The main use of $\sigma$-algebras are in the definition of measures.

Definition 0: Power Set

The power set $P(A)$ of set $A$ is the set of all possible subsets and the empty set. For example, if $A=\{1,2,3\}$ then $P(A)=\{ \{\emptyset\},\{1,2,3\},\{1,2\},\{2,3\},\{1,3\},\{1\},\{2\},\{3\}\}$.

One can verify that $|P(A)| = 2^{|A|}$.

Definition 1: $\sigma$-Algebras

A collection $A$ of subsets of a set $X$ is a $\sigma$-Algebra iff:

  1. $\emptyset,A \in A$
  2. $B \in A \Rightarrow B^C \in A$
  3. $A_i \in A , i \in \mathbb{N} \in \Rightarrow \bigcup_{i=0}^{\infty} A_i \in A$

Any set $A_i \in A$ is known as a $A$-measurable set.

Remark 1.

It follows from the definition above that a countable intersection of sets in $A$ is also in $A$ (DeMorgan’s Law and Rules #3 and #2 above).

Generating $\sigma$-Algebras

For $M \subseteq P(A)$ where $M$ is a subset of the elements in a power set $P(A)$, there exists a smallest $\sigma$-algebra that contains $M$.

$\sigma (M) = \bigcap_{A \supseteq M}A$ where $A$ are $\sigma$-algebras. Thus, according to Remark 1. $\sigma (M)$ is also a $\sigma$-algebra.

In other words $\sigma (M)$ is the $\sigma$-algebra generated by $M$. While we are focused on the smallest $\sigma$-algebra, a trivial $\sigma$-algebra that contains $M$ is simply the power set $P(A)$. However, we want the most efficient $\sigma$-algebra. The $\sigma$-algebra generated by $M$ can be easily found once we know $M$ given the rules of $\sigma$-algebra. Also, simply following these rules will lead us to the most efficient version as we will see below.

Example: Let $A=\{a,b,c,d\}$ and $M=\{\{a\},\{b\}\}$.

$\sigma (M) = \{\emptyset,A,\{a\},\{b\},\{a,b\},\{b,c,d\},\{a,c,d\},\{c,d\}\}$

Where did this come from? The first subsets two come from rule #1 of $\sigma$-algebra. The next three subsets come from the countable union of subsets. The final three sub-sets come from the complement of the first 5 subsets, knowing that $\emptyset^C=A$.

You can go through each of the three rules of $\sigma$-algebra and prove that $\sigma (M)$ is a $\sigma$-algebra.

Open Sets

Open sets are an abstract way of thinking of topological separation. In the most concrete sense, we have the Euclidean metric which can be used to define an open-set and give an exact metric to decide elements that exist within the open set and those that are separate. However, we can continue to abstract the idea of separation such that rather than a concrete metric we could consider separation based on setness alone. For example, if two elements do not exist in the same open set generated about a third element, then there is a degree of separateness between the two elements. To understand this abstraction at a deeper level, we will look at how open sets can be generated in the most concrete form in Euclidean space and then extend it to metric and topological spaces.

Euclidean Space

An open set is an abstract way of thinking about open intervals on the real line (e.g. $I=(0,1)$). In n-dimensional Euclidean space or $\mathbb{R}^n$ an open set $U$ is open if for every n-dimensional point around $x$ there exists a positive real number $\epsilon$ such that the Euclidean distance between $x$ and all points in $U$ is less than $\epsilon$.

In other words, we could image an n-dimensional ball of radius $\epsilon$ centered at $X$ encapsulating all points in $U$.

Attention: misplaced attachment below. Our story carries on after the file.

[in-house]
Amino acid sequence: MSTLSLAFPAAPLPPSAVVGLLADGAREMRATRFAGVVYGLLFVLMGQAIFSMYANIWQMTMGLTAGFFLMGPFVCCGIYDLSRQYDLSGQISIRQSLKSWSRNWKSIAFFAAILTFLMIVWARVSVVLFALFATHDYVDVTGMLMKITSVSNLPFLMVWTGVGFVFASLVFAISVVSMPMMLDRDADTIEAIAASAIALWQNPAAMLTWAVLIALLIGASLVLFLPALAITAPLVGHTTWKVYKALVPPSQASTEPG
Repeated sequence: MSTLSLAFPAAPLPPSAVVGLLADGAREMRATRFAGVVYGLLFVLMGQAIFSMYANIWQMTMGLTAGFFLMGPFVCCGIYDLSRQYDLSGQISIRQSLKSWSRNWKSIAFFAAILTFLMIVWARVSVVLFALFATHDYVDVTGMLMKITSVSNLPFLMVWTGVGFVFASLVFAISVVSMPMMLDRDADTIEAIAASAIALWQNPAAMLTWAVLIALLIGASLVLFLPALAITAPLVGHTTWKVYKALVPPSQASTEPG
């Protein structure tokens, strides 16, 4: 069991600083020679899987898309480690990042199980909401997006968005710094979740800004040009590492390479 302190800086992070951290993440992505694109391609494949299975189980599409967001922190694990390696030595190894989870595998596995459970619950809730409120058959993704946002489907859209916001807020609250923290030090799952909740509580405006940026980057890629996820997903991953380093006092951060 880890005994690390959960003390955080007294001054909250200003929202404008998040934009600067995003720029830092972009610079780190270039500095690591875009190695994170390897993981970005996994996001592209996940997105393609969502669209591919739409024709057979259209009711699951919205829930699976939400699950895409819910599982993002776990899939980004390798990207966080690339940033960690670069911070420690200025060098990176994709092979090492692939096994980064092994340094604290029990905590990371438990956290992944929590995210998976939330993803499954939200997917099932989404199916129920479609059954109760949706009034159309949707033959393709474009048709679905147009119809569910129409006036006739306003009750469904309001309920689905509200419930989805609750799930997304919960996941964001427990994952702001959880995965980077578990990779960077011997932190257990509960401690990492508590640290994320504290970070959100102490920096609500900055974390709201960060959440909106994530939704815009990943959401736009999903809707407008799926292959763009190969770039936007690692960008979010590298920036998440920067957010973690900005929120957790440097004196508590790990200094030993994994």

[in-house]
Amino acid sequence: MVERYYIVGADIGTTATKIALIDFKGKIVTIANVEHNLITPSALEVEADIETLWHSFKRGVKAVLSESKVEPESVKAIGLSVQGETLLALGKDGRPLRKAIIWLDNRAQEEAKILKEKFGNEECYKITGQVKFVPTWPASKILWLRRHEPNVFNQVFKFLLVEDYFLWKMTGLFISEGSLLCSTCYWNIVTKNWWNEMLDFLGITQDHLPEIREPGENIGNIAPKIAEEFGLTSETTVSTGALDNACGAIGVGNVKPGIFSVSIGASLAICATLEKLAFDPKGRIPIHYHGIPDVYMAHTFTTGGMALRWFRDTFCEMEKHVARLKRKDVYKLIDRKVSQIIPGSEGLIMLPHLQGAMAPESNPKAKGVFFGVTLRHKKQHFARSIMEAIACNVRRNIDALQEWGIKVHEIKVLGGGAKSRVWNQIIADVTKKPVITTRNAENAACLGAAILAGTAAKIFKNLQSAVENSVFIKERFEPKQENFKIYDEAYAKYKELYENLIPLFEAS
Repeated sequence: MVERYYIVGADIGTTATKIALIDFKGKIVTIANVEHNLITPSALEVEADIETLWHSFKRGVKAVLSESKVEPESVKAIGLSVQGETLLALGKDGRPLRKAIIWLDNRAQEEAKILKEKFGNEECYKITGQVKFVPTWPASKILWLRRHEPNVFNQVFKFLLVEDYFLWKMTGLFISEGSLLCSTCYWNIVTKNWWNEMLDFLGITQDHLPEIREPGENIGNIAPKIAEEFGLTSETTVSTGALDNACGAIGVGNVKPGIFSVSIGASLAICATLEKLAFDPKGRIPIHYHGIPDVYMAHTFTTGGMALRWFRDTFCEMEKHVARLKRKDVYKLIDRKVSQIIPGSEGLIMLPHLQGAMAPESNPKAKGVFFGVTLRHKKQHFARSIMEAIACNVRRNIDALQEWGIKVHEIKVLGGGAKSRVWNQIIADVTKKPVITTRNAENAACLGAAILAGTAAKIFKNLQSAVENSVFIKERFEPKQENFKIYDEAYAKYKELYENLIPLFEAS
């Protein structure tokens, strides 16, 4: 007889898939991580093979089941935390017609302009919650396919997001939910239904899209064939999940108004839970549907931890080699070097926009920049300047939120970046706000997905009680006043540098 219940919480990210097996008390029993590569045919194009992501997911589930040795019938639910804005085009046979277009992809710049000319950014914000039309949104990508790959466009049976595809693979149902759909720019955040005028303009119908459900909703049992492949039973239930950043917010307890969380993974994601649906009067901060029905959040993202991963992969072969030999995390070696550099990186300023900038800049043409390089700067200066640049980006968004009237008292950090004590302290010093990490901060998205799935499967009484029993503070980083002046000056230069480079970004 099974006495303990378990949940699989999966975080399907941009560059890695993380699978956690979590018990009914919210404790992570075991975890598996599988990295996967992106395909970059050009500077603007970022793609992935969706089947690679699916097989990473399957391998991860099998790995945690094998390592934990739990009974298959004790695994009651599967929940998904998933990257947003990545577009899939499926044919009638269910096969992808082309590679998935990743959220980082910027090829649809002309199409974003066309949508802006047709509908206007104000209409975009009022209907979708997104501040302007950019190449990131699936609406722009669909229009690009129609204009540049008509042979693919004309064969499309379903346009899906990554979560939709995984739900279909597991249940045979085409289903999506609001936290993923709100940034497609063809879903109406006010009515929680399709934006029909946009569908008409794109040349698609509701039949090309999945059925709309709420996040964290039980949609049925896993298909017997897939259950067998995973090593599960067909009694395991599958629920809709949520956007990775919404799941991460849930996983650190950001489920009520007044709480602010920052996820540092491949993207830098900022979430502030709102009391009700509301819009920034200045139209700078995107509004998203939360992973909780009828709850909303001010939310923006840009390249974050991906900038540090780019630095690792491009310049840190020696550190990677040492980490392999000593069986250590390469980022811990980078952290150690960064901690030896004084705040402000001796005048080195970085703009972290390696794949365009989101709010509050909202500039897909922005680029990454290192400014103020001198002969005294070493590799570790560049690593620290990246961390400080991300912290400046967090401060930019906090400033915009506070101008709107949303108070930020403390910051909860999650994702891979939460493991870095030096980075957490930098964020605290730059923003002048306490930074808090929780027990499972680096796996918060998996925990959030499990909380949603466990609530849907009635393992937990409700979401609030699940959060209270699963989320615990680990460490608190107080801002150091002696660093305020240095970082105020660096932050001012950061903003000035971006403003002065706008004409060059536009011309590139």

Metric Space

We can further abstract this by defining some metric $d$ to replace the Euclidean metric remembering that a metric is defined as a function that is non-negative (e.g. $d(x,y)\geq0$), symmetrical (e.g. $d(x,y)=d(y,x)$), and satisifies the triangle inequality (e.g. $d(x,y)+d(y,z) \leq d(x,z)$).

A subset $U$ on a metric space $(M,d)$ is open if for any point $x$ in $U$ there exists a real number $\epsilon >0$ such that any other point in $y \in M$ such that $d(x,y) < \epsilon$ implies $y \in U$.

In other words, given a reference element in the metric space and some distance metric, we can generalize the notion of a neighborhood to define an open set.

Topological Space

The final abstraction is in a topological space in which a topology is defined to generalize the notion of a space in that a topology $T$ is defined as a collection of subsets that are considered open.

If $X$ is a set, a topology $T$ on $X$ is defined as the subsets of $X$. The elements of $T$ are open if

  1. $X,\emptyset \in T$
  2. Any union of the elements (open sets) of $T$ exists in $T$ and is thus also an open set
  3. Any finite intersection of the elements of $T$ exist in $T$ and are also open.

Infinite intersections cannot be guaranteed to produce open set (e.g. the infinite intersection of the intervals $(\frac{-1}{n},\frac{1}{n})$ is the set $\{0\}$ which is not open.

You may notice that a topological space does not include any definition of $d$ but rather focuses entirely on abstraction of open sets. This is because a metric space can be thought of as a topological space consisting of only unions of open balls determined by the metric function $d$.

Now that the idea of a topological space $T$ has been defined and can be used to work backward to a more concrete version like Euclidean space, we can better understand what a Borel $\sigma$-algebra looks like.

Definition 2: Borel $\sigma$-algebra

Simply put, the Borel $\sigma$-algebra $B(A)$ is the $\sigma$-algebra generated by the open sets of $A$ where $A$ is a topological space for example a metric space or even $\mathbb{R}^n$. These open sets are captured by the topological structure $T$ such that

\[B(A) := \sigma (T)\]

In other words, its the most efficient enumeration of the open sets of the topological space that satisfy the three requirements of $\sigma$-algebra. While $B(A)$ is obviously very large, it is more efficient than the power set $P(A)$.